Computer & Communication Industry Association
PublishedJuly 5, 2024

CCIA Responds to Canada’s Enactment of a Digital Services Tax, Urges Immediate Action

Washington – The Canadian government has adopted an Order in Council that formally enacted a burdensome and discriminatory digital services tax (DST). This comes after Canada’s Parliament passed Bill C-59, a bill that brought the DST into law. The recent Order in Council reflects a technical procedure that formally enacts the DST, which was previously made law but not yet activated.  With further clarifying details still pending (e.g., with respect to retroactivity) companies are waiting to see what this will mean in terms of when and how they must adhere to this discriminatory tax.

The Computer & Communications Industry Association joined 10 other trade associations in June in sending a letter urging the Biden Administration to vigorously respond to Canada’s enactment of a DST and called for U.S. action after the DST was passed into law.

A CCIA Research Center study found that the DST will likely impose direct losses of up to $2.3 billion annually for U.S. companies and could result in thousands of full-time U.S. job losses.  CCIA has previously raised concerns with Canada’s DST, including through comments to Finance Canada and a letter in December 2023.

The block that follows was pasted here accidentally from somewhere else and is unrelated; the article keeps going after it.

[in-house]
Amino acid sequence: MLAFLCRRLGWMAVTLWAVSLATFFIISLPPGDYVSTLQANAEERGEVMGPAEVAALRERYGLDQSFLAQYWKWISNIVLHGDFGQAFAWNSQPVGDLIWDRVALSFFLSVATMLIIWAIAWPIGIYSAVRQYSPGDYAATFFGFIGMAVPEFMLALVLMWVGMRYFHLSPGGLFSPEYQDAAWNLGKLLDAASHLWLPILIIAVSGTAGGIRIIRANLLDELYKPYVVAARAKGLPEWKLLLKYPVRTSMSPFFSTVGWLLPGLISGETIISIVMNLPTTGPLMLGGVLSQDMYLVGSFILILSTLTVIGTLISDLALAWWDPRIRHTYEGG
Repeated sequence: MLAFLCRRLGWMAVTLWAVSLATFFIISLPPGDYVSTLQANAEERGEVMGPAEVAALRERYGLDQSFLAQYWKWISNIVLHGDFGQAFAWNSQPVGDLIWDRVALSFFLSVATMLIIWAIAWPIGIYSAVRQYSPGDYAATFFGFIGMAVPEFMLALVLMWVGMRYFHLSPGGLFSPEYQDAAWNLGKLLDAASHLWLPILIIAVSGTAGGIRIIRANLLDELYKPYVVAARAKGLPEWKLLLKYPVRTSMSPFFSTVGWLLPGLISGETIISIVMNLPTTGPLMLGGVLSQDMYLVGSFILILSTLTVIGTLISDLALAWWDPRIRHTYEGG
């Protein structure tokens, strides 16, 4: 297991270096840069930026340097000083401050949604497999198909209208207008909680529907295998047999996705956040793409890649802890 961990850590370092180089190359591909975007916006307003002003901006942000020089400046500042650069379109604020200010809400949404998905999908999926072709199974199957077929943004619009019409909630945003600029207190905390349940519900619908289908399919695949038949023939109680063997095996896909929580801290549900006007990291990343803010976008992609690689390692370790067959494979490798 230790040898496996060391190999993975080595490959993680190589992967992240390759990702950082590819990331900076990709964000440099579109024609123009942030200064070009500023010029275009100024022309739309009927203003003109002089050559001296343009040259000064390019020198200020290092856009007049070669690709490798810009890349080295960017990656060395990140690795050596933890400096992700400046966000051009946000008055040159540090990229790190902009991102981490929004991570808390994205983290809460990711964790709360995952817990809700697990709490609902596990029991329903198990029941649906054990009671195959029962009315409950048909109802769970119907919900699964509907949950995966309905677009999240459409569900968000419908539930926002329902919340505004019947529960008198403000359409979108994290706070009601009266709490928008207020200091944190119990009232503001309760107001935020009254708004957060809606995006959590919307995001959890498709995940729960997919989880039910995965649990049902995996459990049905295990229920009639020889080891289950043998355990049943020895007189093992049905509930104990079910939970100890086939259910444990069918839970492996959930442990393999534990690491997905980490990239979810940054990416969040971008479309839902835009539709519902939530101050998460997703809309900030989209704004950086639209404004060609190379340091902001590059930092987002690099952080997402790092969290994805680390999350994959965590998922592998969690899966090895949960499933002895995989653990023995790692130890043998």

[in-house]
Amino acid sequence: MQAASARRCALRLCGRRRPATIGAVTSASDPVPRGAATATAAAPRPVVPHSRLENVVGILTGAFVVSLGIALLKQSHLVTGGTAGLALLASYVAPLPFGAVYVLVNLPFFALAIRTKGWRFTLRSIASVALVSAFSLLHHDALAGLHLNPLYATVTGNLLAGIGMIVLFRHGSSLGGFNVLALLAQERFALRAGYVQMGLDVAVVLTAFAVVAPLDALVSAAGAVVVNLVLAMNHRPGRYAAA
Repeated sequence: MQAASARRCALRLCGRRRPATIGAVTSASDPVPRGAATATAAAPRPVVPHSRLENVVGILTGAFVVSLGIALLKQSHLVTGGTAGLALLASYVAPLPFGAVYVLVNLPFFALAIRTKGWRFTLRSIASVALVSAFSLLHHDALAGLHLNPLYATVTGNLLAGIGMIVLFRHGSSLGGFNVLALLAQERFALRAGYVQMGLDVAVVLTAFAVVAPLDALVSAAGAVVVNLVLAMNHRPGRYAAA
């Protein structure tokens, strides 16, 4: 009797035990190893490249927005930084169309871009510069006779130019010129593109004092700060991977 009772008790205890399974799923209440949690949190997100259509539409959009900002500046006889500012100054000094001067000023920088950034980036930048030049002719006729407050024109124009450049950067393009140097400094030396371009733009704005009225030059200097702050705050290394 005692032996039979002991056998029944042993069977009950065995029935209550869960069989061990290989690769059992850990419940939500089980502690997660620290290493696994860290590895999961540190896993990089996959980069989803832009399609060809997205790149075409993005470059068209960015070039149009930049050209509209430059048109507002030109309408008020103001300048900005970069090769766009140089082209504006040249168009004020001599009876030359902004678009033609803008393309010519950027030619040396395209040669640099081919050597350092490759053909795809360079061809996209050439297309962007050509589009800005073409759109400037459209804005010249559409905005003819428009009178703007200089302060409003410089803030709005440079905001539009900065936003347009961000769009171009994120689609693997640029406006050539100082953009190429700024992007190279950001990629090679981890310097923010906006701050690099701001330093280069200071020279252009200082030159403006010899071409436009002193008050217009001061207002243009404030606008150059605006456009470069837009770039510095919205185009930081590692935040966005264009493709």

The following can be attributed to CCIA Vice President of Digital Trade Jonathan McHale:

“Despite repeated calls for urgent action against Canada’s digital services tax, so far, we have yet to see a robust response from the U.S. government. This recent Order in Council should serve as the final straw for the United States, as the tax will siphon away revenue from U.S. services providers that would otherwise go towards the U.S. tax base. 

“Although Canada’s DST is now in force, key implementation details remain subject to further regulatory action. The lack of such detail, and the opaque process by which the law was brought into force have cultivated confusion and uncertainty. One thing is clear: this DST is no longer hypothetical—it is in force and requires swift response, as companies appear to now be on the hook for this discriminatory tax.

“The Canadian DST’s very design disproportionately affects U.S. companies, which in turn threatens thousands of U.S. jobs and hinders the operations of U.S. firms in a key market. We have heard repeated assurances that USTR is reviewing the tools available to it—that review must now turn into action. Waiting any longer exacerbates the harm and confusion experienced by U.S. suppliers and their employees and emboldens other countries that will see this as tacit approval for this sort of discriminatory behavior.”